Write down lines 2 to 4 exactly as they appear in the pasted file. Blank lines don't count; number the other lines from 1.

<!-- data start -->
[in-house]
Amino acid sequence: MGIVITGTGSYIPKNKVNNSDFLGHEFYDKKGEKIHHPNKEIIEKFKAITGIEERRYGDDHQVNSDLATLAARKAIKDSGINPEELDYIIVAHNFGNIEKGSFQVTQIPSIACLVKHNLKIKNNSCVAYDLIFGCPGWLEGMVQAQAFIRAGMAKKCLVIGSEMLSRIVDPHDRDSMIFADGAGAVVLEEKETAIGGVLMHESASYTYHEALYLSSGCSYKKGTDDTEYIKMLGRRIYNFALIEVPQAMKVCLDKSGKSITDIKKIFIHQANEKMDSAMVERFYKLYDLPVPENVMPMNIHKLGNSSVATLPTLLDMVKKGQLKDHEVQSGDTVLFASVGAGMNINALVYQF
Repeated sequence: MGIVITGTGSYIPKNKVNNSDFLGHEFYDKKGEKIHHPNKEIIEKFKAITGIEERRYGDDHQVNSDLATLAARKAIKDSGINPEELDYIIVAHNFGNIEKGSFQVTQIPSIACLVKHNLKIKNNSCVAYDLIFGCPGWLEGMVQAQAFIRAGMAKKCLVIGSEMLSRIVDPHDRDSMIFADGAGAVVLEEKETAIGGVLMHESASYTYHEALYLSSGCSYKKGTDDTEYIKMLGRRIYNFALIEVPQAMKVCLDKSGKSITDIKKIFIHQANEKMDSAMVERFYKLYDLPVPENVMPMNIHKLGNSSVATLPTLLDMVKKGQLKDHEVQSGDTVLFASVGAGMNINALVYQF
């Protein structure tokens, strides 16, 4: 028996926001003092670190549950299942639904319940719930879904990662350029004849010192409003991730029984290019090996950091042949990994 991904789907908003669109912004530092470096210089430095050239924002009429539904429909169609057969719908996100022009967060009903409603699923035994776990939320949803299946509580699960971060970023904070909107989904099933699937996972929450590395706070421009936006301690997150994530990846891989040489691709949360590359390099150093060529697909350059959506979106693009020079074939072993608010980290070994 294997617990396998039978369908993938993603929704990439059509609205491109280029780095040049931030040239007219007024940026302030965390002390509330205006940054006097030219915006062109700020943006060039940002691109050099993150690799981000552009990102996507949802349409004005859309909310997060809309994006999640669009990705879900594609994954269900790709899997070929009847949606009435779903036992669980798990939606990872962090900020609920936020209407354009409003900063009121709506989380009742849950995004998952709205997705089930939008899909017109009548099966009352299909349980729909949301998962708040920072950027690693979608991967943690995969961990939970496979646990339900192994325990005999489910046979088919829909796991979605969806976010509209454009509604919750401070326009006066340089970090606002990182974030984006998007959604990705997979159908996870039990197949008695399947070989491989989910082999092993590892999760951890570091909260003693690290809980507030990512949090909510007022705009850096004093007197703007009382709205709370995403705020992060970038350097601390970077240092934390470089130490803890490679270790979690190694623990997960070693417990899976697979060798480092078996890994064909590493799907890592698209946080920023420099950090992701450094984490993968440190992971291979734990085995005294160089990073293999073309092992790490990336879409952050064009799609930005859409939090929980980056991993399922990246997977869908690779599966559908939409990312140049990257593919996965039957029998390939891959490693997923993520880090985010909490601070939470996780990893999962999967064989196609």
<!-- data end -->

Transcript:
Amino acid sequence: MGIVITGTGSYIPKNKVNNSDFLGHEFYDKKGEKIHHPNKEIIEKFKAITGIEERRYGDDHQVNSDLATLAARKAIKDSGINPEELDYIIVAHNFGNIEKGSFQVTQIPSIACLVKHNLKIKNNSCVAYDLIFGCPGWLEGMVQAQAFIRAGMAKKCLVIGSEMLSRIVDPHDRDSMIFADGAGAVVLEEKETAIGGVLMHESASYTYHEALYLSSGCSYKKGTDDTEYIKMLGRRIYNFALIEVPQAMKVCLDKSGKSITDIKKIFIHQANEKMDSAMVERFYKLYDLPVPENVMPMNIHKLGNSSVATLPTLLDMVKKGQLKDHEVQSGDTVLFASVGAGMNINALVYQF
Repeated sequence: MGIVITGTGSYIPKNKVNNSDFLGHEFYDKKGEKIHHPNKEIIEKFKAITGIEERRYGDDHQVNSDLATLAARKAIKDSGINPEELDYIIVAHNFGNIEKGSFQVTQIPSIACLVKHNLKIKNNSCVAYDLIFGCPGWLEGMVQAQAFIRAGMAKKCLVIGSEMLSRIVDPHDRDSMIFADGAGAVVLEEKETAIGGVLMHESASYTYHEALYLSSGCSYKKGTDDTEYIKMLGRRIYNFALIEVPQAMKVCLDKSGKSITDIKKIFIHQANEKMDSAMVERFYKLYDLPVPENVMPMNIHKLGNSSVATLPTLLDMVKKGQLKDHEVQSGDTVLFASVGAGMNINALVYQF
């Protein structure tokens, strides 16, 4: 028996926001003092670190549950299942639904319940719930879904990662350029004849010192409003991730029984290019090996950091042949990994 991904789907908003669109912004530092470096210089430095050239924002009429539904429909169609057969719908996100022009967060009903409603699923035994776990939320949803299946509580699960971060970023904070909107989904099933699937996972929450590395706070421009936006301690997150994530990846891989040489691709949360590359390099150093060529697909350059959506979106693009020079074939072993608010980290070994 294997617990396998039978369908993938993603929704990439059509609205491109280029780095040049931030040239007219007024940026302030965390002390509330205006940054006097030219915006062109700020943006060039940002691109050099993150690799981000552009990102996507949802349409004005859309909310997060809309994006999640669009990705879900594609994954269900790709899997070929009847949606009435779903036992669980798990939606990872962090900020609920936020209407354009409003900063009121709506989380009742849950995004998952709205997705089930939008899909017109009548099966009352299909349980729909949301998962708040920072950027690693979608991967943690995969961990939970496979646990339900192994325990005999489910046979088919829909796991979605969806976010509209454009509604919750401070326009006066340089970090606002990182974030984006998007959604990705997979159908996870039990197949008695399947070989491989989910082999092993590892999760951890570091909260003693690290809980507030990512949090909510007022705009850096004093007197703007009382709205709370995403705020992060970038350097601390970077240092934390470089130490803890490679270790979690190694623990997960070693417990899976697979060798480092078996890994064909590493799907890592698209946080920023420099950090992701450094984490993968440190992971291979734990085995005294160089990073293999073309092992790490990336879409952050064009799609930005859409939090929980980056991993399922990246997977869908690779599966559908939409990312140049990257593919996965039957029998390939891959490693997923993520880090985010909490601070939470996780990893999962999967064989196609």